U.S. Age Discrimination Law Misses Mark Set 50 Years Ago

JohnsonSignsADEAWhen Democratic President Lyndon B. Johnson signed the Age Discrimination in Employment Act 50 years ago, he said the law requires employers to do only one thing – hire the person most qualified for the job. 

Based on that criteria, the ADEA is an utter failure.

 In many sectors, what society has traditionally considered to be “qualifications” are ignored with impunity.  Some employers ignore experience altogether and bar older workers from applying for jobs.

For example, former Democratic President Barack Obama signed an executive order in 2010 that permits federal agencies to hire only “recent” graduates, the vast majority of whom are under the age of 40. It is estimated that older workers have been barred from applying for more than 60,000 federal jobs since 2012.

Silicon Valley is a well-known virtual apartheid state for younger workers.

Research shows that when older women lose their jobs, they are subject to gross hiring discrimination. This dooms may older women to poverty in their old age.

 President Johnson said the ADEA does not compel employers to hire older workers.

“[The ADEA] does require that one simple question be answered fairly:  Who has the best qualifications for the job?”

 In his 1967 statement, President Johnson referred to a study conducted by the Secretary of the U.S. Department of Labor (DOL) that found pervasive age discrimination in employment in the United States.President Johnson cites the following findings of the study:

  • Half of all jobs were closed to workers over 55, and one-fourth of all jobs are closed to workers over 45.
  • Workers 45 years old and older made up half of this country’s long term unemployed, and over one-fourth of all the unemployed.
  • Of the billion dollars in unemployment insurance paid out each year, three-fourths went to workers 45 or over.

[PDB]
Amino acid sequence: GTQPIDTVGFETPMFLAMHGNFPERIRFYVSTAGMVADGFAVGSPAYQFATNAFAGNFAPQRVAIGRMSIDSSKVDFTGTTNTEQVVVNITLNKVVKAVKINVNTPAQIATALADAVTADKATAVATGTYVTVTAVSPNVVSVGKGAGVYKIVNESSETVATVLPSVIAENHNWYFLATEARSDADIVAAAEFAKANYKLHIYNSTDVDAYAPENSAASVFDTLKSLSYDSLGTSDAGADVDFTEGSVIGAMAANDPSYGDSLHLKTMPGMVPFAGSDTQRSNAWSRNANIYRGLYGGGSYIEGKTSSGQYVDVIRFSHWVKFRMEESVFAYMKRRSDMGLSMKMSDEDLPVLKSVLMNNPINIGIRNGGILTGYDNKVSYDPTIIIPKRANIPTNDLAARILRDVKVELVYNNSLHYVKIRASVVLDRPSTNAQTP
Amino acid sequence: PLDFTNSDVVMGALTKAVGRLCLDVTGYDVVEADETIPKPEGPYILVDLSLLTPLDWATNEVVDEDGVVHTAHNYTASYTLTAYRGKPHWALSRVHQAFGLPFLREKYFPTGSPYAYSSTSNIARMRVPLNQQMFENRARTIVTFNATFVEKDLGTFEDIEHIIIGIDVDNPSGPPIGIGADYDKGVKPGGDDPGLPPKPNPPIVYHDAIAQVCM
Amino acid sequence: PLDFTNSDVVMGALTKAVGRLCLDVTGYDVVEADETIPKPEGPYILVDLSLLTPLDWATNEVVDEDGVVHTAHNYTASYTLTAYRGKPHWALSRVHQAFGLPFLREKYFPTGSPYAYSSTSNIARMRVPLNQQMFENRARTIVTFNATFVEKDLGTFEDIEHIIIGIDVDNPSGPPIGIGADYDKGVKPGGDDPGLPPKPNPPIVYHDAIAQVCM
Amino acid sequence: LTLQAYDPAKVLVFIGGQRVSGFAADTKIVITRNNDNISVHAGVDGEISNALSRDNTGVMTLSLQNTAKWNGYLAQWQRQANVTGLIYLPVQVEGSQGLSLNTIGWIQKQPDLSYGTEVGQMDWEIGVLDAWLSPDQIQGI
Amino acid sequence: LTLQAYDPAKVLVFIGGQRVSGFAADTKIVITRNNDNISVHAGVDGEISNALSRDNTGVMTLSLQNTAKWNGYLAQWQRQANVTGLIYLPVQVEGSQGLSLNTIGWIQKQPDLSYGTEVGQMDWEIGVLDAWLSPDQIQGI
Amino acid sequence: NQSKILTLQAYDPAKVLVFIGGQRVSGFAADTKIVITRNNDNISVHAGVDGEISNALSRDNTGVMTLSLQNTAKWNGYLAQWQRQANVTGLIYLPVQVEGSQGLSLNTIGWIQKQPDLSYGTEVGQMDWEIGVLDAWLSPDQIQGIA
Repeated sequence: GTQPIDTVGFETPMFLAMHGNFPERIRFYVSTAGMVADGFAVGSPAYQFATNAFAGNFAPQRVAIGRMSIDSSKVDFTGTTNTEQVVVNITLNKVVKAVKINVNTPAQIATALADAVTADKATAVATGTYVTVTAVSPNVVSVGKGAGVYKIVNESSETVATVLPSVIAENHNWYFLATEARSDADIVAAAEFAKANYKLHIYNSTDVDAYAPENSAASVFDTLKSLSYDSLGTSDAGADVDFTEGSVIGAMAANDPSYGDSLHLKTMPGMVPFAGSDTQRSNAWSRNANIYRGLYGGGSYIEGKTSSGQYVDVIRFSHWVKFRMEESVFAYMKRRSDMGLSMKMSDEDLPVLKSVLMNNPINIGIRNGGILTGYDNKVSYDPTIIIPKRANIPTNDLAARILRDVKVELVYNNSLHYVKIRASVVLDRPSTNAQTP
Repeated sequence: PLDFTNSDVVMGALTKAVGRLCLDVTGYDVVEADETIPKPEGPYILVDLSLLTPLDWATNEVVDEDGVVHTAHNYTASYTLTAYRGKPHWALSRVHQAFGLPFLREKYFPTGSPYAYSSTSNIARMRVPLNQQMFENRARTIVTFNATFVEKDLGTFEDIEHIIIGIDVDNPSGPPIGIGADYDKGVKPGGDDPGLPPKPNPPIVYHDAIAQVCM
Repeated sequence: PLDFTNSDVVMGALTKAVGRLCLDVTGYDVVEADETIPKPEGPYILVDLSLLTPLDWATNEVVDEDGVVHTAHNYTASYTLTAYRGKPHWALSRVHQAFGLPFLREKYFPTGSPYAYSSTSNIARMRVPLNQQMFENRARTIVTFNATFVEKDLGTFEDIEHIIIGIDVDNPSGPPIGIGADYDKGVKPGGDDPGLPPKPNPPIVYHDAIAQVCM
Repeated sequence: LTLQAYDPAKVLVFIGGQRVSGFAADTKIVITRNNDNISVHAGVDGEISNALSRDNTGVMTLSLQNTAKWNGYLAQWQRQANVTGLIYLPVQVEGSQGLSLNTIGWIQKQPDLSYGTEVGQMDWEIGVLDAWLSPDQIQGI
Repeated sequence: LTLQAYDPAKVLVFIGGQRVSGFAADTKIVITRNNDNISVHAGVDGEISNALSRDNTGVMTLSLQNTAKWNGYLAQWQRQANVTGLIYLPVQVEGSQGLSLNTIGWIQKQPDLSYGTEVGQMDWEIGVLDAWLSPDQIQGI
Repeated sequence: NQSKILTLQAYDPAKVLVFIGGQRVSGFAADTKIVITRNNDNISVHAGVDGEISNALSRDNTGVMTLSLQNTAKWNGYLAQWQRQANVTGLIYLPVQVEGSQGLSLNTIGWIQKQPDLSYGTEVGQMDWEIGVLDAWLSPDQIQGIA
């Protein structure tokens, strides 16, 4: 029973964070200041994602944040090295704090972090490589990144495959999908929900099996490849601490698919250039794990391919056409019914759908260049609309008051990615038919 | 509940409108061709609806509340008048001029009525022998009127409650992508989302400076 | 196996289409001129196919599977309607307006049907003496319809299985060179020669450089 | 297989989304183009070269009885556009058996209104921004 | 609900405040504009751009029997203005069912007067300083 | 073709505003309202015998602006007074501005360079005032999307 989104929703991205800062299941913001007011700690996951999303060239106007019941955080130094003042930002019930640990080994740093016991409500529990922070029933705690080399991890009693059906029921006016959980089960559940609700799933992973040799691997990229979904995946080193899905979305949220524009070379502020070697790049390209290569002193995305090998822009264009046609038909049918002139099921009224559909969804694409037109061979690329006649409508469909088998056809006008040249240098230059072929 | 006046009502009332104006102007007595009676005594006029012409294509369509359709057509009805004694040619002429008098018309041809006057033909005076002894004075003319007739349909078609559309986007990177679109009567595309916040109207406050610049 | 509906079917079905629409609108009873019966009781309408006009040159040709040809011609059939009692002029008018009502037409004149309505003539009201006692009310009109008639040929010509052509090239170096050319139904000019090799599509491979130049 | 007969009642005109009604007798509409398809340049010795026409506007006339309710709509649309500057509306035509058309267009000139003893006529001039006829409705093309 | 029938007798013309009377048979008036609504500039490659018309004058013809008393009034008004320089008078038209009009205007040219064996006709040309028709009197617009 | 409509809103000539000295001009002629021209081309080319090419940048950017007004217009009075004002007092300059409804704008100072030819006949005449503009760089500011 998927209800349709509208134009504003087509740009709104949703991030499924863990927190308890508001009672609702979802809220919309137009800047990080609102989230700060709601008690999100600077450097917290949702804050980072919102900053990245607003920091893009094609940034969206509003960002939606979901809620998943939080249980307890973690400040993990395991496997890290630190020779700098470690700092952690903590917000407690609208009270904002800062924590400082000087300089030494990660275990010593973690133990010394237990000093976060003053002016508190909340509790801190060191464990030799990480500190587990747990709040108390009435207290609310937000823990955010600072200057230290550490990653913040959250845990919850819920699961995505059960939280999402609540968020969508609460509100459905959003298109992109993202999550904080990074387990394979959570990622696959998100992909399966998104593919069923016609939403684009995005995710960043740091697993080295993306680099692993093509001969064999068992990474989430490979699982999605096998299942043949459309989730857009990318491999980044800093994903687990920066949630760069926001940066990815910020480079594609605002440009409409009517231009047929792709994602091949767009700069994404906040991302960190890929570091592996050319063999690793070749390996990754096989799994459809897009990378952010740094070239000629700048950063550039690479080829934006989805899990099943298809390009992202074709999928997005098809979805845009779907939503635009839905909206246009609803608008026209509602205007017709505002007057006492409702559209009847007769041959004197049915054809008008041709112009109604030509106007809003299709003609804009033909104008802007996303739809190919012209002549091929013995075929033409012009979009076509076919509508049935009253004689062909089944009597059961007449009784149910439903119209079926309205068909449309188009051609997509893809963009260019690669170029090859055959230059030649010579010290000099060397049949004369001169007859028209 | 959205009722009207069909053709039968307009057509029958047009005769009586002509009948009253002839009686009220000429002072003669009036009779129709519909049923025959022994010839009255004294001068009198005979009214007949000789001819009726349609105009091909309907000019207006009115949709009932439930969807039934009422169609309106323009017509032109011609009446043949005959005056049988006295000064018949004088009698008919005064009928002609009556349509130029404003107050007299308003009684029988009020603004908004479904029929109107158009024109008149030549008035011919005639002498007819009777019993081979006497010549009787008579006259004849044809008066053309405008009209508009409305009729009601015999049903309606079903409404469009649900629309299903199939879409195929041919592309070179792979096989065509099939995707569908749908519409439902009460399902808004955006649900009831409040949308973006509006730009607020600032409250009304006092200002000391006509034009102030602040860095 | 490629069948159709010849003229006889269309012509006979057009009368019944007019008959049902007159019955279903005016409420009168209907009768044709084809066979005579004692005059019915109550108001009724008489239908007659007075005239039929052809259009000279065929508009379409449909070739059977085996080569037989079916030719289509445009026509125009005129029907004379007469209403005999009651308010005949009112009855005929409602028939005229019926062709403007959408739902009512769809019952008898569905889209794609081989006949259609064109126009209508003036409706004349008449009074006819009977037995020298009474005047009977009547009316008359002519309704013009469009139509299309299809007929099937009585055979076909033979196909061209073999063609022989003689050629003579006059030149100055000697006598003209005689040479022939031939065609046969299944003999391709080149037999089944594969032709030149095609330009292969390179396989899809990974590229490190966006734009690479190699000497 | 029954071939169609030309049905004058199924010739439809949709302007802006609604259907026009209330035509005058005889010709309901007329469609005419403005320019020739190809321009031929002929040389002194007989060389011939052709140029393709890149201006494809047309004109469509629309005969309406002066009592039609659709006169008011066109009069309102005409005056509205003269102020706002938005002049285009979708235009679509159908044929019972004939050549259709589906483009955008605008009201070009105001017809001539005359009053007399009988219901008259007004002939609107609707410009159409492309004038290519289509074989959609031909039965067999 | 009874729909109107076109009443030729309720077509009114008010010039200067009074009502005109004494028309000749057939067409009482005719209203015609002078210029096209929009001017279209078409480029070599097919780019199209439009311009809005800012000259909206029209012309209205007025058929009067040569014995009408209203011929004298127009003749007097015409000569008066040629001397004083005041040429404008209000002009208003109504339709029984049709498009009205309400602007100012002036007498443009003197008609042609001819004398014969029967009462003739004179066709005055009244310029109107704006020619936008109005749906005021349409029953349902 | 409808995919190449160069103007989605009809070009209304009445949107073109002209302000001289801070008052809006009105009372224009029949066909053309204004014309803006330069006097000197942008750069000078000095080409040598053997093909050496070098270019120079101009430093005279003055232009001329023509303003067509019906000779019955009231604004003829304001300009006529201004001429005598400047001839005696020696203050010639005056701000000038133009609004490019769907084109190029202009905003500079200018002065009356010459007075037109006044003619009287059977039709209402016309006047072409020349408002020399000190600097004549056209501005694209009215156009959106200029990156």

• Although Americans are now living longer and enjoying better health than ever before, older workers were often barred from jobs that could be performed efficiently by workers of any age.

The DOL should consider conducting a new study using the same parameters as the 1967 study to see how far older workers have progressed in the past 50 years. 

Pres. Johnson said age discrimination adds up to “a senseless and costly waste of human talents and energy… [M]en and women who needed to work—who wanted to work—and who were able to work, were not being given a fair chance to work.”  He called the ADEA “humane and practical legislation. The Congress acted wisely in passing it and I am proud to sign it.”

Source: Federal Register Division. National Archives and Records Service, Public Papers of the Presidents of the United States, Lyndon B. Johnson, 1967 (Washington, D.C.: Government Printing Office, 1956-), pp.1154-1155.

4 thoughts on “U.S. Age Discrimination Law Misses Mark Set 50 Years Ago”

  1. I am 71, was deserted a year ago by my 67 year old husband after 50 years of marriage. I have a general M.B.A. Degree and an excellent (if somewhat ancient) work history. Because I was always restricted to part time work, I have no pension and only $824 per month on which to live. I am not eligible for any government benefits except my SS. I have no living relatives. I have sent out 20 resumes a week for over a year, resulting in four interviews, one of which was clearly to prove they did interview older people (but didn’t hire them). I was out the door in less than 15 mintues. I have applied for everything from baby sitting to teaching. No public low cost housing is available or thought likely to be available here until 2019, if then.
    I am considering strongly (and probably eventually will be) going abroad, with barely enough savings, to a country which permits assisted suicide. I have just barely enough money to get there and get it done, but it is better than the only other alternative which is to spend down my small savings until I am eligible for welfare of some kind, but I will still be homeless even so. It is either that or become homeless in the snow in February, 2018. When I do, I won’t regret dieing, I will regret having lived.

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